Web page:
Tokio Watanabe was a Japanese supercentenarian who died in 2010 at the age of 110. At the time of his death, he was the second-oldest living man in Japan, behind Jiroemon Kimura, and the last surviving Japanese man born in 1899.

Tokio Watanabe was born on December 12, 1899, in Kuma, Ehime Prefecture, Japan. He was the second of three children. Watanabe came from a family that ran an inn for farmers and pilgrims. At 22, he frequently traveled 20 km nightly to propose to his wife, whom he eventually married. They had two sons and six daughters. Tragically, he became a widower at 36, leaving Watanabe to raise their young children. The older siblings helped care for the youngest while Watanabe worked hard, transporting supplies by horse through a mountain pass nightly, often without time to rest or eat.

Due to his height (less than 152 cm), Watanabe was not drafted into World War II but contributed by training military horses. His eldest and second sons were drafted, with the latter dying in action in Okinawa in 1945. Post-war, Watanabe served on the assembly of Kawase Village (now Kumakōgen Town) from 1947 to 1951. He farmed wheat, sugar cane, and rice until he was 95.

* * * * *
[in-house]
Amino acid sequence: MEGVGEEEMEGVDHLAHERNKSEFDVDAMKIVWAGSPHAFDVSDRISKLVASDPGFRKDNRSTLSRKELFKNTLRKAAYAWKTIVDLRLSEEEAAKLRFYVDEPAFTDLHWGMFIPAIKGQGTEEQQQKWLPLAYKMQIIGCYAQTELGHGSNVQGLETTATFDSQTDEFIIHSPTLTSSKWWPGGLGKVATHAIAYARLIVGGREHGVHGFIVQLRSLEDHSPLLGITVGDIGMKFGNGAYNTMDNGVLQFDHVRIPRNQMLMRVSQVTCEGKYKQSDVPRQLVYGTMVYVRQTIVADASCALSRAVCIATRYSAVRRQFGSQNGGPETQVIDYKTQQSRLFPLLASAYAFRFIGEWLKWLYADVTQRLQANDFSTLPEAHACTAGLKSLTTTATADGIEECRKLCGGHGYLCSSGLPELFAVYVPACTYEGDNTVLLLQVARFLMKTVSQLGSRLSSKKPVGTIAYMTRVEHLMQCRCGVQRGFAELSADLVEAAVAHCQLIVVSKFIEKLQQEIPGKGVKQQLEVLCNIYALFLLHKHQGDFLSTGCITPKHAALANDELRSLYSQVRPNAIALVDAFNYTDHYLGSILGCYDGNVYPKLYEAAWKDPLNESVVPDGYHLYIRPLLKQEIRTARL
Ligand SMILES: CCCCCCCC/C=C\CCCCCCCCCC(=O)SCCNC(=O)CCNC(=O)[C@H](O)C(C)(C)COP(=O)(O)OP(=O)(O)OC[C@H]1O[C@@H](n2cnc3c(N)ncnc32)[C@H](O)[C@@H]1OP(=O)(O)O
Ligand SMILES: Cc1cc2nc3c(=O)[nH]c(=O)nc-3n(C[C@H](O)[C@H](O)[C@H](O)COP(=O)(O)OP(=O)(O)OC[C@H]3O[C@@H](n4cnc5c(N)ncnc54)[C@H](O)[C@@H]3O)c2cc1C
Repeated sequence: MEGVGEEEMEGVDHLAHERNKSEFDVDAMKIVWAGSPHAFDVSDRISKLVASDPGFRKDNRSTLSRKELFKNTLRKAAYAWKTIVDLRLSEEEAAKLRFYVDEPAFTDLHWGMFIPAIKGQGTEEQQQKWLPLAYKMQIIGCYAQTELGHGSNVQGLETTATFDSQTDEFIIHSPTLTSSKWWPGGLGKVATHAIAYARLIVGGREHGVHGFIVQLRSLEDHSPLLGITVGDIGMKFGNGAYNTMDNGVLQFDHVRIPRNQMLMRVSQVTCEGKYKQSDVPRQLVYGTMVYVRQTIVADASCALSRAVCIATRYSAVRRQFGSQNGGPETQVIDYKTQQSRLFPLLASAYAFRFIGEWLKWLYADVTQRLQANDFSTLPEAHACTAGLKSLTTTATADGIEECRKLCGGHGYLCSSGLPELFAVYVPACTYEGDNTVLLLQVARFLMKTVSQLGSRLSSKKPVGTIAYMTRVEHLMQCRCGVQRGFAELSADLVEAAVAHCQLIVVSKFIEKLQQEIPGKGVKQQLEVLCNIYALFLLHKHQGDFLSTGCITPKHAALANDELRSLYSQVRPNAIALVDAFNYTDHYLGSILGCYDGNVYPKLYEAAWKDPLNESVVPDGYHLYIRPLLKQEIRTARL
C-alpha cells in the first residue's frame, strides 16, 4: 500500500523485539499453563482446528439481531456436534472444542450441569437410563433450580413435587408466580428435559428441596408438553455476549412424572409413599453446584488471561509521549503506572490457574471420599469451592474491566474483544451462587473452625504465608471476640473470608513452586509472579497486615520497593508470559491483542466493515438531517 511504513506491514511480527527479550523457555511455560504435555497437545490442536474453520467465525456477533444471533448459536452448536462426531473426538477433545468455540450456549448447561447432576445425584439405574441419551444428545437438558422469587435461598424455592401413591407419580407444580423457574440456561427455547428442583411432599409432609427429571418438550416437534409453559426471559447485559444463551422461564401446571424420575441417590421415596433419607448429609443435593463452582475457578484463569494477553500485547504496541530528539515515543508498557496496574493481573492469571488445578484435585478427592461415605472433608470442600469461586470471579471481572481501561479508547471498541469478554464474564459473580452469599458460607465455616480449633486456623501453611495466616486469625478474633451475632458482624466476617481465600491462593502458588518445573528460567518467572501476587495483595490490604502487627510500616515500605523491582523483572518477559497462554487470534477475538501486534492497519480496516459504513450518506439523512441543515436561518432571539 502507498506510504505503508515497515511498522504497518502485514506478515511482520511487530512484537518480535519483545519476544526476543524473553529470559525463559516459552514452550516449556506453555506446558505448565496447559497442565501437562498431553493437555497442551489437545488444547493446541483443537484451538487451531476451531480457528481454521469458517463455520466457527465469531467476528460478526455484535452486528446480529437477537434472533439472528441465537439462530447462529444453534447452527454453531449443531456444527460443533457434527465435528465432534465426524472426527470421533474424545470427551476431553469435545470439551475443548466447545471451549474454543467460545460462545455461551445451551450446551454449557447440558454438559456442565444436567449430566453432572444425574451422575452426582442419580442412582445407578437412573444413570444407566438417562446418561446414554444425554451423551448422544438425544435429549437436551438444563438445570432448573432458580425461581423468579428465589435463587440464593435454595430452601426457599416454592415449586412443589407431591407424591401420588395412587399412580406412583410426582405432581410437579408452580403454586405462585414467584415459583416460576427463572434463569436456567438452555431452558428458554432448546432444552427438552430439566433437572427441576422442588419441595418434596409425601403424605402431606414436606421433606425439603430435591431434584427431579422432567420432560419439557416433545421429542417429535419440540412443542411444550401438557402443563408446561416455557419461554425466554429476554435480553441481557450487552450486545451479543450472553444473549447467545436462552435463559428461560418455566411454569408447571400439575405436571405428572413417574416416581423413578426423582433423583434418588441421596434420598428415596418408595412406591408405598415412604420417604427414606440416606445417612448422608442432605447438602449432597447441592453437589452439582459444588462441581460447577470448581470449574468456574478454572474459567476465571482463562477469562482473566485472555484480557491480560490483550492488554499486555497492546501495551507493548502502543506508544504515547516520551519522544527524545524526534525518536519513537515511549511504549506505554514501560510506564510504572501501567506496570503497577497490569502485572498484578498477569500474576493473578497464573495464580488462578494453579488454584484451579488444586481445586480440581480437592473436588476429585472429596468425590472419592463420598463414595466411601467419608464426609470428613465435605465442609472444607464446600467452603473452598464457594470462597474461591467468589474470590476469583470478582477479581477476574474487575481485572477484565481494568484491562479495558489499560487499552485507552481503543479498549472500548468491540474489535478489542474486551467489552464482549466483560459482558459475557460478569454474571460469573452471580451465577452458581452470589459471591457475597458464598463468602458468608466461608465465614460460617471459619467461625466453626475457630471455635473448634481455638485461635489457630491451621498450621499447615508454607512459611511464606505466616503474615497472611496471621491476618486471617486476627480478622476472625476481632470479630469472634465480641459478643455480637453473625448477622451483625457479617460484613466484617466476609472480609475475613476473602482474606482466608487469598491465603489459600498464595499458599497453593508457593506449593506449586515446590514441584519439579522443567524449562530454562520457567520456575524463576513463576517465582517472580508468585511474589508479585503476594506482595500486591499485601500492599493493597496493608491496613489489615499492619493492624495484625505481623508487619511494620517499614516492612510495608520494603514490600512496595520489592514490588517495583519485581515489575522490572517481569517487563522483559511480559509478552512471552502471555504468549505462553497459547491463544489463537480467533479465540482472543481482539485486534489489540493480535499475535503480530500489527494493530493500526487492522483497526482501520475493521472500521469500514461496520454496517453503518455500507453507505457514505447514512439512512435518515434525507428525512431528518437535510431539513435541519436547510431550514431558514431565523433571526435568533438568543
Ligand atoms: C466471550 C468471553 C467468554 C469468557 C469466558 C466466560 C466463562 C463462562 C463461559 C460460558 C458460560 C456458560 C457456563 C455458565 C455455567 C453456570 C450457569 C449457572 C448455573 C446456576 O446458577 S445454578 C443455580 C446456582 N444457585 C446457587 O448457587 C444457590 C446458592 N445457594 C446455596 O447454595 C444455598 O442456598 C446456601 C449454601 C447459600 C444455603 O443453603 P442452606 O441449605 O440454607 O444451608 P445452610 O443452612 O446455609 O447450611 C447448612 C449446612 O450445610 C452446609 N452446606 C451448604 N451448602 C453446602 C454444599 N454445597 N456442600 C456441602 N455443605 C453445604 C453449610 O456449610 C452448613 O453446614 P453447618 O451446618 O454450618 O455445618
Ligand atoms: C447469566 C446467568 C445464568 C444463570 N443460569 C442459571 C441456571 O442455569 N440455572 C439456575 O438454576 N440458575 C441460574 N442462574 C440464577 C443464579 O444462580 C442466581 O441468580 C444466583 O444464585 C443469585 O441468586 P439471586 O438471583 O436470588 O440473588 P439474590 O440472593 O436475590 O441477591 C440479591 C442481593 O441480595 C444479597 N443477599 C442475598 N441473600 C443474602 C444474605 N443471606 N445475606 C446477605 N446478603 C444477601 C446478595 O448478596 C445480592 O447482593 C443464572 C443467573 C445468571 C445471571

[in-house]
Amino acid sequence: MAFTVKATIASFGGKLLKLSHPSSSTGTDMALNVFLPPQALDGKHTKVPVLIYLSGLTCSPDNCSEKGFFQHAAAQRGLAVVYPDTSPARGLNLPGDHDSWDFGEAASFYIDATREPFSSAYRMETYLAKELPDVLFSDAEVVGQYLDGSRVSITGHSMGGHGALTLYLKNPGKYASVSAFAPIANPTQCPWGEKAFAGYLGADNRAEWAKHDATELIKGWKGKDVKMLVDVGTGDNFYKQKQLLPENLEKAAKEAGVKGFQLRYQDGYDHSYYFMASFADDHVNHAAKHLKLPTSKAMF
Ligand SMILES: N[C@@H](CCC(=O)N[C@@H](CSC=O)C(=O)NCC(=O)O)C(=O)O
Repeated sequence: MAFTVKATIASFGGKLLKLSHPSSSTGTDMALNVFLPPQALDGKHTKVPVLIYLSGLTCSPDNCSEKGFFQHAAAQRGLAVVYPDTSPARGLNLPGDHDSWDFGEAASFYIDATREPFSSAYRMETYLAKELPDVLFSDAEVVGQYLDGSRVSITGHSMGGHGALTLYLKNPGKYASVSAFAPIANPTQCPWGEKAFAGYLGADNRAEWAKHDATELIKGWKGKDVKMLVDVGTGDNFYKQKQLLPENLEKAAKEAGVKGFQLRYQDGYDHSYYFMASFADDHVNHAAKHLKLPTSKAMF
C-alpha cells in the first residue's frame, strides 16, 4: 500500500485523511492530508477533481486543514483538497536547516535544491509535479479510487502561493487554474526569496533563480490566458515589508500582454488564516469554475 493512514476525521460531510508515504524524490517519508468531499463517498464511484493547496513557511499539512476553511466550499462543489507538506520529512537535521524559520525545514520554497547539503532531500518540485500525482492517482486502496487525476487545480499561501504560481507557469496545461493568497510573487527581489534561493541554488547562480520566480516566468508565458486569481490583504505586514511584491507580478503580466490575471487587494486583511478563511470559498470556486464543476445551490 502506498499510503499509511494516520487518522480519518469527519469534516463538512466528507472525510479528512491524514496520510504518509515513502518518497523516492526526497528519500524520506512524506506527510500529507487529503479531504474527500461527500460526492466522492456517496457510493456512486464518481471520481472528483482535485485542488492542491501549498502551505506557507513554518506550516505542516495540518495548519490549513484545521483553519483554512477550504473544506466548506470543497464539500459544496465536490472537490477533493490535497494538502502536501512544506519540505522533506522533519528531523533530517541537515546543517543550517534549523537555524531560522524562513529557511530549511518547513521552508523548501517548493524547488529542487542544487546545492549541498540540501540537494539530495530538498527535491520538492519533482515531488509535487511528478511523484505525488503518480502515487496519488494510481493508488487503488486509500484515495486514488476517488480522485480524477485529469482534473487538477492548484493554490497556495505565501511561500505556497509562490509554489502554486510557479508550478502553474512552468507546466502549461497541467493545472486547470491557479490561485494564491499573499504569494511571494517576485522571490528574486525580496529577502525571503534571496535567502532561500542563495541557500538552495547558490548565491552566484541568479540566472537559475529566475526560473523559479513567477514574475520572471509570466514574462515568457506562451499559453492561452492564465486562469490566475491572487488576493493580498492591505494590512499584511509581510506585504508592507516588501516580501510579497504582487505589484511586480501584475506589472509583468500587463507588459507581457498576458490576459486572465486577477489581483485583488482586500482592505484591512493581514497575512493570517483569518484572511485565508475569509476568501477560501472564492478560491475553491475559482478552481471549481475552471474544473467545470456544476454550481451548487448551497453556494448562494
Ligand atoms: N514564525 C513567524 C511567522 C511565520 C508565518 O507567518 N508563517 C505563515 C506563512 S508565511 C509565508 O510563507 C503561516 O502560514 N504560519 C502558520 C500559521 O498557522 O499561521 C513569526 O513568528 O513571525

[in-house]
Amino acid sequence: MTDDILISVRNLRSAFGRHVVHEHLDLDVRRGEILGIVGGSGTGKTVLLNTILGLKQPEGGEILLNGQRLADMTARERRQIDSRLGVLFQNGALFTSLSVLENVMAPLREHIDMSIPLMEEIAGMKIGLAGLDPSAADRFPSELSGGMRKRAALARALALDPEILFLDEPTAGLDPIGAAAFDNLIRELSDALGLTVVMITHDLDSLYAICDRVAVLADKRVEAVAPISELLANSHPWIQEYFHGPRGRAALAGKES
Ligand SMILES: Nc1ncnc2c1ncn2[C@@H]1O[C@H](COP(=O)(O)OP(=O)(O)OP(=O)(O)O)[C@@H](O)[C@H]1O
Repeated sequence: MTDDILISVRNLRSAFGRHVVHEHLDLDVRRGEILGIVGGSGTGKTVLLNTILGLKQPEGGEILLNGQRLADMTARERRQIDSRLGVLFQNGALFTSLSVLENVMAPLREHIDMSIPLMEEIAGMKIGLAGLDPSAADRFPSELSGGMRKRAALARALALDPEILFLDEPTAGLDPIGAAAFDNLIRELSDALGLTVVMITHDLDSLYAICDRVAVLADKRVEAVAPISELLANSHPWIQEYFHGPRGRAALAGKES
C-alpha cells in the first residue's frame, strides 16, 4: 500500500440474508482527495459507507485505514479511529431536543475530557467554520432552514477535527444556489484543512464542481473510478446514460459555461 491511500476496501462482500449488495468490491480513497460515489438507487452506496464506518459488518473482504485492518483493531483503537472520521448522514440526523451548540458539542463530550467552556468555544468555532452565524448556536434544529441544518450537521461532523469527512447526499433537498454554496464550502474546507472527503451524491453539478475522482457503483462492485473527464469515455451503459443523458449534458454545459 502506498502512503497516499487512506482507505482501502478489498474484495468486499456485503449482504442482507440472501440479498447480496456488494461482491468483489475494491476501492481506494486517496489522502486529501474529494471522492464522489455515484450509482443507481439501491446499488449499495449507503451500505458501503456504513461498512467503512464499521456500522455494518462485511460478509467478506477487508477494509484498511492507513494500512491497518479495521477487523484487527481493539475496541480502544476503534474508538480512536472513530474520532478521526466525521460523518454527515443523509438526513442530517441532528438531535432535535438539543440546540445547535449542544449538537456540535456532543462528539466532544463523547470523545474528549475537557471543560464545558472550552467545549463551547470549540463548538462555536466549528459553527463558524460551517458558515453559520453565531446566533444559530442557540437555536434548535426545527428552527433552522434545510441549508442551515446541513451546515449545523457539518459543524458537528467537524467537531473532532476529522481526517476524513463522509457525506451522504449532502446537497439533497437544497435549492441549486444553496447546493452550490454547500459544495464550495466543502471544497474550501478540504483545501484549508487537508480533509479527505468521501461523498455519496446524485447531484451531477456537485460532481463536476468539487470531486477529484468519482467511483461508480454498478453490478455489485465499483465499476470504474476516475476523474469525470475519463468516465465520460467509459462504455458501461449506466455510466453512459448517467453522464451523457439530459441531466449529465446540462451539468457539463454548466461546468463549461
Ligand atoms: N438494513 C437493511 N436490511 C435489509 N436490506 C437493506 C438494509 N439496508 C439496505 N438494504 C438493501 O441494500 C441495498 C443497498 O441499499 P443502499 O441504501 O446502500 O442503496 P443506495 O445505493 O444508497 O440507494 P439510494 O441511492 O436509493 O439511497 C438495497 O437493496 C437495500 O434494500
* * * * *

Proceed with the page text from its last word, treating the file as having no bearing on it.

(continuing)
On his 100th birthday, Watanabe’s six children, including his eldest son at 78, gathered to celebrate. By then, he had 16 grandchildren, around 40 great-grandchildren, and many great-great-grandchildren. Even at 100, he could still mow rice fields. Though his hearing had declined, he could read and write well and enjoyed watching the news. He lived without major illnesses and enjoyed drinking white wine.

At the age of 100. (Source: Ehime Shimbun)

At the age of 100.
(Source: Ehime Shimbun)

Following the death of Hisashi Ōmasa of Matsumae Town on 20 February 2008, at the age of 108, Watanabe became the oldest living man in Ehime Prefecture.

As of September 2009, he was the fourth-oldest living man in Japan, behind Jiroemon KimuraEisaku Yamazaki, and Kiyotoshi Inoue.

Watanabe passed away on 6 February 2010, at a hospital in Kumakōgen due to pneumonia, at the age of 110 years, 56 days.

LongeviQuest congratulates Tokio Watanabe’s family on her posthumous recognition.

For more information, please view Mr. Watanabe’s Directory Profile here.